Secondly, it is just as evident that when we are in possession of state power, we shall not even think of forcibly expropriating the small peasants (regardless of whether with or without compensation), as we shall have to do in the case of the big landowners. Our task relative to the small peasant consists, in the first place, in effecting a transition of his private enterprise and private possession to cooperative ones, not forcibly but by dint of example and the proffer of social assistance for this purpose. And then, of course, we shall have ample means of showing to the small peasant prospective advantages that must be obvious to him even today.
Almost 20 years ago, the Danish Socialists, who have only one real city in their country — Copenhagen — and therefore have to rely almost exclusively on peasant propaganda outside of it, were already drawing up such plans. The peasants of a village or parish — there are many big individual homesteads in Denmark — were to pool their land to form a single big farm i order to cultivate it for common account and distribute the yield in proportion to the land, money, and labor contributed. In Denmark, small landed property plays only a secondary role. But, if we apply this idea to a region of small holdings, we shall find that if these are pooled and the aggregate area cultivated on a large scale, part of the labor power employed hitherto is rendered superfluous. It is precisely this saving of labor that represents one of the main advantages of large-scale farming. Employment can be found for this labor in two ways. Either additional land taken from big estates in the neighborhood is placed at the disposal of the peasant co-operative, or the peasants in question are provided with the means and the opportunity of engaging in industry as an accessory calling, primarily and as far as possible for their own use. In either case, their economic position is improved and simultaneously the general social directing agency is assured the necessary influence to transform the peasant co-operative to a higher form, and to equalize the rights and duties of the co-operative as a whole as well as of its individual members with those of the other departments of the entire community. How this is to be carried out in practice in each particular case will depend upon the circumstance of the case and the conditions under which we take possession of political power. We may, thus, possibly be in a position of offer these co-operatives yet further advantages: assumption of their entire mortgage indebtedness by the national bank with a simultaneous sharp reduction of the interest rate; advances from public funds for the establishment of large-scale production (to be made not necessarily or primarily in money but in the form of required products: machinery, artificial fertilizer, etc.), and other advantages.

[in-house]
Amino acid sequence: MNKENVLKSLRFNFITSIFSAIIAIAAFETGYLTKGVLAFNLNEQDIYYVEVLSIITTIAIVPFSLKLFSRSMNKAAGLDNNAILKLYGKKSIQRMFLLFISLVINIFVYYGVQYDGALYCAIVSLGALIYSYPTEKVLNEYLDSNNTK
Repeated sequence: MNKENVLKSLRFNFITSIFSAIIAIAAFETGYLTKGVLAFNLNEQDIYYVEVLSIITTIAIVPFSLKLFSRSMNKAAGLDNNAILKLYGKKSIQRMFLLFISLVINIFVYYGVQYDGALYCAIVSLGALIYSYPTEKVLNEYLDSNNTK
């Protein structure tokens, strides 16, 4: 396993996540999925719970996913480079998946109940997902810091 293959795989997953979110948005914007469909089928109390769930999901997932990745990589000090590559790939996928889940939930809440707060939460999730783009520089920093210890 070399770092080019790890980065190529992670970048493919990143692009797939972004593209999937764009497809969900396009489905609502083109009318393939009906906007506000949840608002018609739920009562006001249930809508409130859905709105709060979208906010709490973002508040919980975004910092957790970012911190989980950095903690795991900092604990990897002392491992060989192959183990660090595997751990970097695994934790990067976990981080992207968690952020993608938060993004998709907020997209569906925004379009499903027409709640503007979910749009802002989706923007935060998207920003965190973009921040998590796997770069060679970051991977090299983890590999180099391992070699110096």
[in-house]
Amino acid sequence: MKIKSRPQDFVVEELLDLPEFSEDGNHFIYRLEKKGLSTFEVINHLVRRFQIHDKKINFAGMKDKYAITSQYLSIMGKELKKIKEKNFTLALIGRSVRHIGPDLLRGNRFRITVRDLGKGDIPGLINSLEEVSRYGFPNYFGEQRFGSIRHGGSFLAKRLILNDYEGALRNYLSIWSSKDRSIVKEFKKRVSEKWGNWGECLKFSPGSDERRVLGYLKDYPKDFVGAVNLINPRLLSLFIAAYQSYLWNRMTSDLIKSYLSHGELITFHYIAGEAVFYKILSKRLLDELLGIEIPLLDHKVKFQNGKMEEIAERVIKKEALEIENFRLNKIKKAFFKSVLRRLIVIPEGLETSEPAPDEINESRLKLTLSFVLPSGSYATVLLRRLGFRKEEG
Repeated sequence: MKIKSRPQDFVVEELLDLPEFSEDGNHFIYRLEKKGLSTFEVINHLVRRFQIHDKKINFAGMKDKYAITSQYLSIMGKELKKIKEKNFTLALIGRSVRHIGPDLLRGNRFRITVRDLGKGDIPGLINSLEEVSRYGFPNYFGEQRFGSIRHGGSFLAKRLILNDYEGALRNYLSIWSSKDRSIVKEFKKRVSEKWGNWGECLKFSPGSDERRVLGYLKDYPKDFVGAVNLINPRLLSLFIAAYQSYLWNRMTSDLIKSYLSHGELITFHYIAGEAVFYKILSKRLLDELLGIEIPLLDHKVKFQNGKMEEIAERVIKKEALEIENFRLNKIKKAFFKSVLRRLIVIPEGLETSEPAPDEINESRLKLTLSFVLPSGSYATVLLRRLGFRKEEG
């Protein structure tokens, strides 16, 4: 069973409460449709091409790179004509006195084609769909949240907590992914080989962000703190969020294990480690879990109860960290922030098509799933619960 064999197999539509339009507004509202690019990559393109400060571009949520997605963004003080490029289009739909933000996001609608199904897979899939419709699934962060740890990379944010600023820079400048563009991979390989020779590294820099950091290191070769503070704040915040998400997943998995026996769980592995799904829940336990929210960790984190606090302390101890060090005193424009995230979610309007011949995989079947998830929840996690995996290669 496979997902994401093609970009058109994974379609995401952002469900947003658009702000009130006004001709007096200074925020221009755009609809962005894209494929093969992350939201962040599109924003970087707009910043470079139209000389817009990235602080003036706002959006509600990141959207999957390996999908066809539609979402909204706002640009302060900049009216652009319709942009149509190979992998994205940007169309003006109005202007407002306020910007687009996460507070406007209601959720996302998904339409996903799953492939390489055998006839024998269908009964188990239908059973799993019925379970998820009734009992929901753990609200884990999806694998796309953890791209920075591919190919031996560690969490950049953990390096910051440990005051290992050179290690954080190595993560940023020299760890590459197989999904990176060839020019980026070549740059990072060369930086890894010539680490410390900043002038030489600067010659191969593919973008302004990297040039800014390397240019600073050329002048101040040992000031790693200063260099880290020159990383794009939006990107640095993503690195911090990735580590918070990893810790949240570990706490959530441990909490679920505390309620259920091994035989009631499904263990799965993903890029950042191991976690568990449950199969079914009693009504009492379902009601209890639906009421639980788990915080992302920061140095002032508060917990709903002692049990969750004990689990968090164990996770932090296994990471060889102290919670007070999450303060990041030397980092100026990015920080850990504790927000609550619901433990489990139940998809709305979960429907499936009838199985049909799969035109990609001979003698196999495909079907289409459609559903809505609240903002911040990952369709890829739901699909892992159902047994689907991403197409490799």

The main point is, and will be, to make the peasants understand that we can save, preserve their houses and fields for them only by transforming them into co-operative property operated co-operatively. It is precisely the individual farming conditioned by individual ownership that drives the peasants to their doom. If they insist on individual operation, they will inevitably be driven from house and home and their antiquated mode of production superseded by capitalist large-scale production. That is how the matter stands. Now, we come along and offer the peasants the opportunity of introducing large-scale production themselves, not for account of the capitalists but for their own, common account. Should it really be impossible to make the peasants understand that this is in their own interest, that it is the sole means of their salvation?